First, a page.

As I mentioned in a post last month, I am currently working on an authored book about sport heritage. The manuscript is due to the publisher in Fall 2018, so I have been busy developing chapter outlines and drafts. The book will broadly have four sections based on the sport heritage typology (tangible immovable sport heritage, tangible movable sport heritage, intangible sport heritage, and sport heritage goods and services) which was first developed by Sean Gammon and I in 2005 and later revisited in 2016. In addition, there will be full introductory and concluding chapters in large part based on the ideas of “heritage of sport/sport as heritage.” In any event, it is hoped that I will have a skeleton draft of the book (40-50k words) by August.
One of the aspects of the book which will be completed this summer are additional illustrations and examples of sport heritage, both in terms of type and geography. I will be undertaking a couple of trips to the UK and to other parts of the USA later this year to get some additional topical examples (including sport heritage landscapes, sport heritage institutions, and dissonant or subaltern sport heritages, among others). I have also asked students and colleagues from other parts of the world to send me additional representations of sport heritage in order to make the book, as best as possible, applicable to as many regions as possible. Of course, I would welcome readers of this blog to also submit representations of sport heritage from your part of the world!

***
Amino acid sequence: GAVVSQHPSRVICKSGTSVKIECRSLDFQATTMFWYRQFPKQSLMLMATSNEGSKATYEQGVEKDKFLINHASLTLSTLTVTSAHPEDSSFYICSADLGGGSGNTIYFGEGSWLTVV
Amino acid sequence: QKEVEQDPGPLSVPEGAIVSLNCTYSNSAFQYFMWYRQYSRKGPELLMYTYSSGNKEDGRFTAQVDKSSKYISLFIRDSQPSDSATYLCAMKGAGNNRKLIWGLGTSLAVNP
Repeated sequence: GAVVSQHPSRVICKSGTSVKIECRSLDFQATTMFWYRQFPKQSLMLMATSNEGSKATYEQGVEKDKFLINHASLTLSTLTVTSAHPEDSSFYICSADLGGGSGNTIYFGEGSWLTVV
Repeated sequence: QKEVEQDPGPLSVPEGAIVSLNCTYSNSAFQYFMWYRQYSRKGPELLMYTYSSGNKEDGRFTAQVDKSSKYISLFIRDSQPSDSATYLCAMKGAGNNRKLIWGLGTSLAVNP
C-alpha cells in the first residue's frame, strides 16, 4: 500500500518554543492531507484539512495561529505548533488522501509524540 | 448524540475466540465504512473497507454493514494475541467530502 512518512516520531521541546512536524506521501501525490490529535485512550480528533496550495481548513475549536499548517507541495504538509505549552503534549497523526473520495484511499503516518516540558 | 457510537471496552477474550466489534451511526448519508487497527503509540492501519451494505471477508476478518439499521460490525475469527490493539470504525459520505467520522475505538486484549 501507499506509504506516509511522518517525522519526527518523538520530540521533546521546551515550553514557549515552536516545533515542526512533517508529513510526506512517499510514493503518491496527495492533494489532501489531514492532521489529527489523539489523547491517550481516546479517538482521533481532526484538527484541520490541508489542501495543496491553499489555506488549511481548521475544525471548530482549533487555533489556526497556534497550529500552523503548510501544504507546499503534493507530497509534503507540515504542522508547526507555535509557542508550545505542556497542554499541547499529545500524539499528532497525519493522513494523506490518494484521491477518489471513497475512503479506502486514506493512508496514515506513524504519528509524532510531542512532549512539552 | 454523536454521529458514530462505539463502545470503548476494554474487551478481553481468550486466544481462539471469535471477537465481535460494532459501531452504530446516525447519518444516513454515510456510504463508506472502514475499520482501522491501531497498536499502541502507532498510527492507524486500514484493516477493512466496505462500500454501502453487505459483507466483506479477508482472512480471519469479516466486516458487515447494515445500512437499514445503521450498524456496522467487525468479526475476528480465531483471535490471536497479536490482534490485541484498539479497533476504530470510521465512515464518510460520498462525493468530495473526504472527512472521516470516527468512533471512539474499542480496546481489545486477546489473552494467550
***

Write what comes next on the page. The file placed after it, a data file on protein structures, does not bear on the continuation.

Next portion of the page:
I have also noticed since I started writing the book just how many more forms and types of sport heritage I see. While perhaps before I might mentality note these examples for teaching or a manuscript, I find now that I document them much more than I did before. For example, while passing through Chicago’s OHare International Airport last month, I noticed just how much of this Cubs theme restaurant is decorated by symbols of heritage. Even the souvenir stand outside of the restaurant was shaped like Wrigley Field! Heritage is a commodity, we know, and sport heritage seems to be a particularly powerful (and lucrative) one. Theme restaurants are an interesting case of both a sport heritage good and service, as well as having quasi museum-like qualities as well.